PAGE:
'A stranger-than-fiction tale...the result is an impressive and intricately-woven overview of the characters and events that led to a seismic shift in the dynamics between two of the world's greatest superpowers' Charlotte Philby
'Interweaves personal histories with the strategic story of ping-pong diplomacy, one of history's more bizarre, world-changing episodes' Isabel Hilton, Observer
'Alfred Hitchcock would grab this book for a spy thriller' Sir Harold Evans
'The amazing drama of how ping-pong changed the world' Walter Isaacson
'Nicholas Griffin interweaves personal histories with the strategic story of ping-pong diplomacy, one of history s more bizarre, world-changing episodes' Isabel Hilton
'This book deserves a wide audience. Table tennis, with its fascinating, eclectic cast-list of characters, has had a disproportionate and idiosyncratic influence on the wider world. Griffin has captured the big picture without losing the fine detail. It is an early contender for sports book of the year' Matthew Syed, The Times
'Through meticulous research and an impressively-crafted narrative, Griffin gives depth to the life of the the forgotten architect of so-called ping-pong diplomacy... The result is an impressive and intricately-woven overview of the characters and events that led to a seismic shift in the dynamics between two of the world's greatest superpowers' Independent
'A worthy contribution to our understanding of this spectacular event in Chinese-US relations.' --Literary Review
Dalla seconda/terza di copertina
The spring of 1971 brought the greatest geopolitical realignment in a generation. After twenty-two years of antagonism, China and the United States suddenly moved towards a détente - instigated not by politicians, but by ping-pong players.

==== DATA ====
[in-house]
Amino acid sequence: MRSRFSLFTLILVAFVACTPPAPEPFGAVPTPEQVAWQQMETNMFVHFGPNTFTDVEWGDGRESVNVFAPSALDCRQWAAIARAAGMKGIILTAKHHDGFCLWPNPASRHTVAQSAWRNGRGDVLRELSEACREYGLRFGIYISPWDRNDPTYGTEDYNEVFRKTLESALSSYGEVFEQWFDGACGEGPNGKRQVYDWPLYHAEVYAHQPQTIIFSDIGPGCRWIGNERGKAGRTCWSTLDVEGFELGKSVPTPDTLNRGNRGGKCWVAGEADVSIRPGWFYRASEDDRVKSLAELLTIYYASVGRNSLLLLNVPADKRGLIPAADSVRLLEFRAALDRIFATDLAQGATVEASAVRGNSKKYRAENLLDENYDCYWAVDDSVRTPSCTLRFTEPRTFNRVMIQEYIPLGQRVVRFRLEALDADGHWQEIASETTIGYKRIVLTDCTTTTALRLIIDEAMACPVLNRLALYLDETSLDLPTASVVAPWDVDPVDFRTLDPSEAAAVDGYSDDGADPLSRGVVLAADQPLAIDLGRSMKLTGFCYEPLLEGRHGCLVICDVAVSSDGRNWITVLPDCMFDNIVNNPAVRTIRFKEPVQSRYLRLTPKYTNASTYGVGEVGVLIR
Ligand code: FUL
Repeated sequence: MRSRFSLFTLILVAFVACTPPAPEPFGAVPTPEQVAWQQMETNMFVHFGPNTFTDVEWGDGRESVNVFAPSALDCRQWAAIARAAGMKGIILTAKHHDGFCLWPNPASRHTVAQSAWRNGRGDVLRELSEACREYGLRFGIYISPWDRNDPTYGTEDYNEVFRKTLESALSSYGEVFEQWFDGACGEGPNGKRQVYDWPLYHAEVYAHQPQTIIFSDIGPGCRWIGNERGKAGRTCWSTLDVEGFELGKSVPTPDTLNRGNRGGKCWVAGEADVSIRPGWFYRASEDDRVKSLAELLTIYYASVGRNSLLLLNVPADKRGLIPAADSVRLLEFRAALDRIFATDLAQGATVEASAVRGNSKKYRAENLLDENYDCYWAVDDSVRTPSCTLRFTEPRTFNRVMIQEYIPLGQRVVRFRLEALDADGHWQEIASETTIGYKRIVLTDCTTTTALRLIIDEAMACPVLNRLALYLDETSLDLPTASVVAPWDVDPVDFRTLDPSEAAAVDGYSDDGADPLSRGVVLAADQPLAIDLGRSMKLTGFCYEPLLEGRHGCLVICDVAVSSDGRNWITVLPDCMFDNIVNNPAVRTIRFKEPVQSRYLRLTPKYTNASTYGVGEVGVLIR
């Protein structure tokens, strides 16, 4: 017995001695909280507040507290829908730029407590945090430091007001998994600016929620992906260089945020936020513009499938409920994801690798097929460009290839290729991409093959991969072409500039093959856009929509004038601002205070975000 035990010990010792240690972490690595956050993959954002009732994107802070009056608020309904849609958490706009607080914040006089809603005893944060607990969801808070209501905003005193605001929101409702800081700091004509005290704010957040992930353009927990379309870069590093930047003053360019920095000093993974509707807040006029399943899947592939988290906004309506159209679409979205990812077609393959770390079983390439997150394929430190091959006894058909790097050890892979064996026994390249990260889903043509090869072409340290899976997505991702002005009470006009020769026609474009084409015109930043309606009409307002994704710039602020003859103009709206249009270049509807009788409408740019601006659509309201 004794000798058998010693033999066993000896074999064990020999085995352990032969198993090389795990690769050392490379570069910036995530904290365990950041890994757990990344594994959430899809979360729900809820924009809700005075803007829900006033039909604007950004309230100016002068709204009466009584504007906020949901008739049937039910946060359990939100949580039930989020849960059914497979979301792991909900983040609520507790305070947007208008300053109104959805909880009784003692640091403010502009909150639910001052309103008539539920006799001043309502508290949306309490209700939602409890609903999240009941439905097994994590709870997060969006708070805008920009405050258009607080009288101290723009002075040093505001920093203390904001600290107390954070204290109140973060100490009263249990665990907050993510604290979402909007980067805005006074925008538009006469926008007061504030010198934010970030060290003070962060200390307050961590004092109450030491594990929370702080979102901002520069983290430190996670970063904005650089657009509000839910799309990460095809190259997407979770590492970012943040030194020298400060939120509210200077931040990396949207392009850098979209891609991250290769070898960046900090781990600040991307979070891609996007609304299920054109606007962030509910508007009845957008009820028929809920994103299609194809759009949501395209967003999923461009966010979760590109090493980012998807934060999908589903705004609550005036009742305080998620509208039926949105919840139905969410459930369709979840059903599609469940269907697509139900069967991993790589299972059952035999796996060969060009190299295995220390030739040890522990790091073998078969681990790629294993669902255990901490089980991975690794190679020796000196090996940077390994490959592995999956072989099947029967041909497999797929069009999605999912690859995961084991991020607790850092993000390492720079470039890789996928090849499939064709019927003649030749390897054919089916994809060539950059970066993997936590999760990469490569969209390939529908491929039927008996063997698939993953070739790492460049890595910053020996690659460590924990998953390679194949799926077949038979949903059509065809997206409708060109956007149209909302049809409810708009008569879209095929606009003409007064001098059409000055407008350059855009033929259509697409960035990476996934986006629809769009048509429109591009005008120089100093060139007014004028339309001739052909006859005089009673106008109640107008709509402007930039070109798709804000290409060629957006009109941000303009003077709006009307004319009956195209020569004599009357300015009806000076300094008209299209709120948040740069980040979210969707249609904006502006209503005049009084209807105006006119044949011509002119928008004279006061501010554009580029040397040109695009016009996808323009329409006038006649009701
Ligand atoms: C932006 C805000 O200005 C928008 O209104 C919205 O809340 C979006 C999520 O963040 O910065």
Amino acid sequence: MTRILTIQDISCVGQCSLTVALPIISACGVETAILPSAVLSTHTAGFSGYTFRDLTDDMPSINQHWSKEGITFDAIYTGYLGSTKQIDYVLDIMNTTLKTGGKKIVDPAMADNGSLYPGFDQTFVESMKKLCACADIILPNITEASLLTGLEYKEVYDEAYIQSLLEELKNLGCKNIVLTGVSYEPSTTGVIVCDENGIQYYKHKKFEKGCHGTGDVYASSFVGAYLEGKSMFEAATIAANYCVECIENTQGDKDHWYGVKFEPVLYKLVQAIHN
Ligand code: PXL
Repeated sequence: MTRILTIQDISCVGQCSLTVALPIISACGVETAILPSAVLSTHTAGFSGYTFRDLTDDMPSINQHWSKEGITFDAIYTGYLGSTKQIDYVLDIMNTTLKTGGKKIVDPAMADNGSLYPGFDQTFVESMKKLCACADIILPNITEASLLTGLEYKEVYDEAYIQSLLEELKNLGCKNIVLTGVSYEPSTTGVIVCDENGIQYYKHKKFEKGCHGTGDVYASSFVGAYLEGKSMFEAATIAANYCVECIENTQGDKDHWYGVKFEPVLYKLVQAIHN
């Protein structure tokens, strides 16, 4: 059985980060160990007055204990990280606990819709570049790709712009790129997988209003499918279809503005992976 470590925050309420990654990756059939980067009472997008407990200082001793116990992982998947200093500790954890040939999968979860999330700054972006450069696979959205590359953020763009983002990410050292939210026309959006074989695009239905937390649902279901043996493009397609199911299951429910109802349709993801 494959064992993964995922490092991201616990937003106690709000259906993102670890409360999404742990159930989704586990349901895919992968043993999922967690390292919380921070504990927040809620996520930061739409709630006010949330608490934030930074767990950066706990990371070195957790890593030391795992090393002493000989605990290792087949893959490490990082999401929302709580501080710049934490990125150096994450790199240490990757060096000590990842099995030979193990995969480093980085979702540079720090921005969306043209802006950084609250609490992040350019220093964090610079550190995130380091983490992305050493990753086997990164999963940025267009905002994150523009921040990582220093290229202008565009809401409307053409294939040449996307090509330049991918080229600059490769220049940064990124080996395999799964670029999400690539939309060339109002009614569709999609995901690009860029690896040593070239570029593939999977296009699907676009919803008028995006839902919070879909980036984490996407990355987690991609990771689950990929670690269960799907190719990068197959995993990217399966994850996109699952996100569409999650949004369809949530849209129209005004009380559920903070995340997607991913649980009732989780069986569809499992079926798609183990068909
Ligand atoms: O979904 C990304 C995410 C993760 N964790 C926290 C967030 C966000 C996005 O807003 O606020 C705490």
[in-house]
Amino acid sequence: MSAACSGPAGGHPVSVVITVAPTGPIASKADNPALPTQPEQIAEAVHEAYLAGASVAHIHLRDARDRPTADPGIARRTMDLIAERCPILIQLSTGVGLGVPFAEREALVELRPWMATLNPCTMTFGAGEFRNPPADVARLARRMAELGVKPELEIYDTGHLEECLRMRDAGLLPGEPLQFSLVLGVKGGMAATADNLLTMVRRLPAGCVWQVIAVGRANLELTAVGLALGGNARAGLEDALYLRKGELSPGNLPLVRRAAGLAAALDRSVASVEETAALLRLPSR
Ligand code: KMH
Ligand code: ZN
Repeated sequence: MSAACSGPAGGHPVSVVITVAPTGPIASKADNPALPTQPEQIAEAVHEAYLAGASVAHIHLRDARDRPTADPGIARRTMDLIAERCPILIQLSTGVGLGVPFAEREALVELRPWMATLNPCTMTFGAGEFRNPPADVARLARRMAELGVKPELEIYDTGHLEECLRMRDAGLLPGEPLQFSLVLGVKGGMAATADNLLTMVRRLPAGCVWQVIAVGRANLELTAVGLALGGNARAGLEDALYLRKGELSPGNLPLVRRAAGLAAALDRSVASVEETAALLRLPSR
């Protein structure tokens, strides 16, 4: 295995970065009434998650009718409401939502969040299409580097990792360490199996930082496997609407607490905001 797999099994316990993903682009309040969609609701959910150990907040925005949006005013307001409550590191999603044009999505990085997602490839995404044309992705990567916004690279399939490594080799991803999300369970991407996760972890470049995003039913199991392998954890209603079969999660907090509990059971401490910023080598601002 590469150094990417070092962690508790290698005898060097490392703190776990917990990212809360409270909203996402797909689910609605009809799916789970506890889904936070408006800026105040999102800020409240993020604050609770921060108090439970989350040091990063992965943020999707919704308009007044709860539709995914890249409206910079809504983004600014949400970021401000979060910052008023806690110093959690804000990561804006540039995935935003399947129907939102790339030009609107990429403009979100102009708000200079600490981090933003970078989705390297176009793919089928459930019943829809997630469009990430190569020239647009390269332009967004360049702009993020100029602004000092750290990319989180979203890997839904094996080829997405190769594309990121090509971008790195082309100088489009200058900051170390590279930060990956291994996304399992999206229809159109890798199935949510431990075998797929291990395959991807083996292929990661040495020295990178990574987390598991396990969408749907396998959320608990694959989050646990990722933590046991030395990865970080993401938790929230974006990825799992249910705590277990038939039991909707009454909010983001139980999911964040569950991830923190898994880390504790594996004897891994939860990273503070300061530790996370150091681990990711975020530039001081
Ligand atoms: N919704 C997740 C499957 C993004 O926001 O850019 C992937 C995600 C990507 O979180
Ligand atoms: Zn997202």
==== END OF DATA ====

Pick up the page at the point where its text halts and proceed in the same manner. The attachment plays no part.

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Ping-Pong Diplomacy proves that the dramatic shift can be traced back to Ivor Montagu, the son of a wealthy English baron, producer to Alfred Hitchcock, friend of H.G.Wells, Charlie Chaplin and Leon Trotsky, codifier of table tennis and a spy for the Soviet Union. As chairman of the game's International Federation, Montagu had hoped that table tennis would help spread Communism around the world. With his help, the game was established as China's national sport and quickly became a cog in Mao Zedong's foreign policy.
Griffin unravels the strange story of how the game was manipulated at the highest levels; how Mao used it to help cover the death of millions during the Great Famine; how championship players were condemned and tortured during the Cultural Revolution; and finally how the survivors were reconvened in 1971 and ordered to reach out to their American counterparts. Through a cast of eccentric characters, from the King of England, to spies, hippies, ping-pong-obsessed generals and atom bomb survivors, Griffin explores how a neglected British sport incited a realignment of world super powers.